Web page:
2012 Giacomo Conterno Barolo CerrettaNebbiolo from Italy
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"The ultimate and purest expression of Barolo can be found in bottles bearing the Giacomo Conterno name. In fact, they represent the ideal of traditional Barolo: rich, powerful...
- 97 James Suckling - Jamessuckling.com
- 96 Wine Spectator
- 94+ Antonio Galloni - Vinous
- 94 Monica Larner - Robert Parker's Wine Advocate
97 James Suckling - Jamessuckling.com
"Perfumed aromas of grape skin and roses. Medium to full body, super classic and refined. Incredible finesse and length. It is so fine and gorgeous. Makes you want to drink it. Better in 2020 but so beautiful now."
96 Wine Spectator
"A wealth of cherry flavor is surrounded by cut grass, tar, tobacco and iron notes in this complex, intense red. There's plenty of tension, with a long aftertaste of licorice, tar and mineral. Balanced yet austere, this needs time to integrate fully. Best from 2023 through 2042. 60 cases imported."
94+ Antonio Galloni - Vinous
"Today the tannins are searing and large-grained, a characteristic this wine did not show from barrel. The clay-rich soils in Cerretta tend to give a broader style of Barolo compared to Francia, where limestone is prevalent, and that is very much what comes through today. Hints of dark red cherry, plum, smoke, leather, tobacco and licorice struggle to emerge from a wall of tannin. Today, the Cerretta is a brute, with little of the perfume and finesse it showed in cask. Readers will have to be patient. The only question is how much.”
94 Monica Larner - Robert Parker's Wine Advocate
"The 2012 Barolo Cerretta opens to a profound and buoyant bouquet that is particularly driven by menthol freshness, as well as pretty nuances of balsam herb and forest fruit with licorice, tilled earth and truffle. The wine is balanced and ethereal. It's so difficult to achieve this level of aromatic definition (especially in a warm year like 2012), but Roberto Conterno has done so with a deft hand. This is a complete expression of Barolo with aromatic intensity that is matched by an enduring sense of structure and medium-weight appeal."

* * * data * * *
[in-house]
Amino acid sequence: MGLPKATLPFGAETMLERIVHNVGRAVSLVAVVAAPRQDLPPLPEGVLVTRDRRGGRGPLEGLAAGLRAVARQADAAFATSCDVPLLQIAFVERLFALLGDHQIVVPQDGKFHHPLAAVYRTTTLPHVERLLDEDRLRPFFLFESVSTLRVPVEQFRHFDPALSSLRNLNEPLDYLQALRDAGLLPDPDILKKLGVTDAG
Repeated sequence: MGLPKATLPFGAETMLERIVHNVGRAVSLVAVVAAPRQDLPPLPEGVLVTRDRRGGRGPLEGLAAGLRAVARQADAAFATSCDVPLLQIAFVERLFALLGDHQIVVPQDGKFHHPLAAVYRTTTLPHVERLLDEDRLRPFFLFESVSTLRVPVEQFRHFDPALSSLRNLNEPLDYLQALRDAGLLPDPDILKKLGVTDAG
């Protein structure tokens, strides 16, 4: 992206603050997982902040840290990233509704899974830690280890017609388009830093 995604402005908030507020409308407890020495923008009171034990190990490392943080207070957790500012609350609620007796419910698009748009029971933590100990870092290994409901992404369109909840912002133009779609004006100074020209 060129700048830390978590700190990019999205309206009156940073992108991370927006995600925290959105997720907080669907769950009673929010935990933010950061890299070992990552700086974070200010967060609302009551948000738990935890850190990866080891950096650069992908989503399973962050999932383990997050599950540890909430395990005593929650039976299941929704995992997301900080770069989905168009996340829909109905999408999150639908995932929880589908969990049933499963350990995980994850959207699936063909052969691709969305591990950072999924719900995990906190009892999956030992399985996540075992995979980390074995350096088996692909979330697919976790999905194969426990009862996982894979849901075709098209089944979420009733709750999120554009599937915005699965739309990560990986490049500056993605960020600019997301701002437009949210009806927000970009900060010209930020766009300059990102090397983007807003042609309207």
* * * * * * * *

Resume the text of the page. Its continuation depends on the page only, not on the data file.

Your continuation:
"The ultimate and purest expression of Barolo can be found in bottles bearing the Giacomo Conterno name. In fact, they represent the ideal of traditional Barolo: rich, powerful, massively structured, and capable of long aging in bottle.
These majestic wines descend from a colossal legacy, spanning three generations of Conternos: Giacomo, Giovanni, and Roberto—in each case, the torch passing from father to son. Both Giovanni, who forged a reputation as the greatest of all Barolo producers, and now his gifted son, Roberto, have continued the important work of patriarch Giacomo.
Roberto Conterno is quick to tell us that the wines he makes belong to his father and grandfather. Yet his era may prove to be the most exciting. After all, Roberto benefits from the wisdom of both Giacomo and Giovanni. And Roberto has shown that he shares not only their genius, but also their devotion to tradition and history. The First Important Barolo
The Conterno crown jewel, Monfortino, is not only arguably the greatest Barolo; it was also the very first Barolo made in what has come to be known as the classic style. At the time that Roberto Conterno’s grandfather Giacomo served in World War I, Barolo was generally sold in either cask or demijohn, meant for early drinking. But in 1920, when Giacomo returned from the war, he decided to create a Barolo with immense aging potential. That wine became known as Monfortino.
Over the next 54 years, Giacomo—and then his son Giovanni—made not only Monfortino, but also Barolo and Barolo Riserva. Each wine was made in much the same way, from purchased grapes, the main distinction being fermentation technique and time in cask.
During the ’40s, ’50s and ’60s, the Conternos could produce their epic Barolos by relying on small, independent farmers who worked their old, low-yielding vines. But by the 1970s, those farmers began increasingly to make their own wines. Threatened with the loss of their fruit sources, Giovanni acquired Serralunga’s great Cascina Francia vineyard. With its fabulous exposure, and predominately calcareous soil, the site was perfect for the powerful Conterno style, and soon Cascina Francia became the sole source of their wines.
In 2008, Roberto purchased a prime three-hectare section of Ceretta, the famed cru in Serralunga. This was only the second time in the cantina’s history that the family had purchased vineyard land. But Serralunga is a terroir that Roberto knows intimately, as it the home of Cascina Francia. Beginning in the 2008 vintage, Roberto has made both Nebbiolo d’Alba and Barbera d’Alba from Ceretta. But in the future, we can look forward to Barolo Ceretta as well." -Importer
97 - James Suckling - Jamessuckling.com
96 - Wine Spectator
94+ - Antonio Galloni - Vinous
94 - Monica Larner - Robert Parker's Wine Advocate
|Taste||blackberry, cherry, smoke and earth|
|Nose||truffle, cherry, plum, leather and vanilla|